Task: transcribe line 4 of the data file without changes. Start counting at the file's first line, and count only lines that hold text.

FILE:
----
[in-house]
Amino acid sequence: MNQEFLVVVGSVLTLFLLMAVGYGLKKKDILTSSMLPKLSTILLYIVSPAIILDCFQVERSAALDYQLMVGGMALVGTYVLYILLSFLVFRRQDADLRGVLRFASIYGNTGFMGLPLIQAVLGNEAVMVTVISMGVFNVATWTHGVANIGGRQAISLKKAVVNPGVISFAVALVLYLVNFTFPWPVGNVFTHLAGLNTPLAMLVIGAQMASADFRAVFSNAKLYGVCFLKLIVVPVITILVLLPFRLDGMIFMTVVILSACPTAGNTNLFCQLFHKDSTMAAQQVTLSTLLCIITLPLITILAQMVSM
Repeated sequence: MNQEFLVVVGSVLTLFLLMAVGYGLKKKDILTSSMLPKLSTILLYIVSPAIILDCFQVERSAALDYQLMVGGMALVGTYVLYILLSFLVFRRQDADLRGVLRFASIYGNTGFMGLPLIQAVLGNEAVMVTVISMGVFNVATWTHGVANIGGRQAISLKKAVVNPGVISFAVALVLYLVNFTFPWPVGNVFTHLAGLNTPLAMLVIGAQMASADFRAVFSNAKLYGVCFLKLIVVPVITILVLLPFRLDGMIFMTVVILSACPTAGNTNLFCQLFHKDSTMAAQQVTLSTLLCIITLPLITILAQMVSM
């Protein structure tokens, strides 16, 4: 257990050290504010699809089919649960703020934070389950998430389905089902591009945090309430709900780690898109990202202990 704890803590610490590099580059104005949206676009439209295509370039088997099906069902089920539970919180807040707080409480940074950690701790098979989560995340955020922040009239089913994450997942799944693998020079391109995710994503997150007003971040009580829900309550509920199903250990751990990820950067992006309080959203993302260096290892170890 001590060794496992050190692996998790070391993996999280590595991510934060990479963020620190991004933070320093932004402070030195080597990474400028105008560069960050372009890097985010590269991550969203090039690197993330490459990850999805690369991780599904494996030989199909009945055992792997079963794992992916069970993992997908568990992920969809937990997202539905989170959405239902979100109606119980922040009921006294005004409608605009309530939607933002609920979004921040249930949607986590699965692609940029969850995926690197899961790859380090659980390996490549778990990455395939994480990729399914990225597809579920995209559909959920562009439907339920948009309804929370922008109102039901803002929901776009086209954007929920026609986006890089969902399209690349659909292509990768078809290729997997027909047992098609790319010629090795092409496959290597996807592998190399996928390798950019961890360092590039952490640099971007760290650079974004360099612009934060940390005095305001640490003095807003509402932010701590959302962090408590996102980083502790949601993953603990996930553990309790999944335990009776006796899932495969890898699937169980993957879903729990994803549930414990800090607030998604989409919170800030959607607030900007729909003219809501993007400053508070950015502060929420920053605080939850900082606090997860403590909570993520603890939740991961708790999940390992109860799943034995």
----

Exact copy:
């Protein structure tokens, strides 16, 4: 257990050290504010699809089919649960703020934070389950998430389905089902591009945090309430709900780690898109990202202990 704890803590610490590099580059104005949206676009439209295509370039088997099906069902089920539970919180807040707080409480940074950690701790098979989560995340955020922040009239089913994450997942799944693998020079391109995710994503997150007003971040009580829900309550509920199903250990751990990820950067992006309080959203993302260096290892170890 001590060794496992050190692996998790070391993996999280590595991510934060990479963020620190991004933070320093932004402070030195080597990474400028105008560069960050372009890097985010590269991550969203090039690197993330490459990850999805690369991780599904494996030989199909009945055992792997079963794992992916069970993992997908568990992920969809937990997202539905989170959405239902979100109606119980922040009921006294005004409608605009309530939607933002609920979004921040249930949607986590699965692609940029969850995926690197899961790859380090659980390996490549778990990455395939994480990729399914990225597809579920995209559909959920562009439907339920948009309804929370922008109102039901803002929901776009086209954007929920026609986006890089969902399209690349659909292509990768078809290729997997027909047992098609790319010629090795092409496959290597996807592998190399996928390798950019961890360092590039952490640099971007760290650079974004360099612009934060940390005095305001640490003095807003509402932010701590959302962090408590996102980083502790949601993953603990996930553990309790999944335990009776006796899932495969890898699937169980993957879903729990994803549930414990800090607030998604989409919170800030959607607030900007729909003219809501993007400053508070950015502060929420920053605080939850900082606090997860403590909570993520603890939740991961708790999940390992109860799943034995």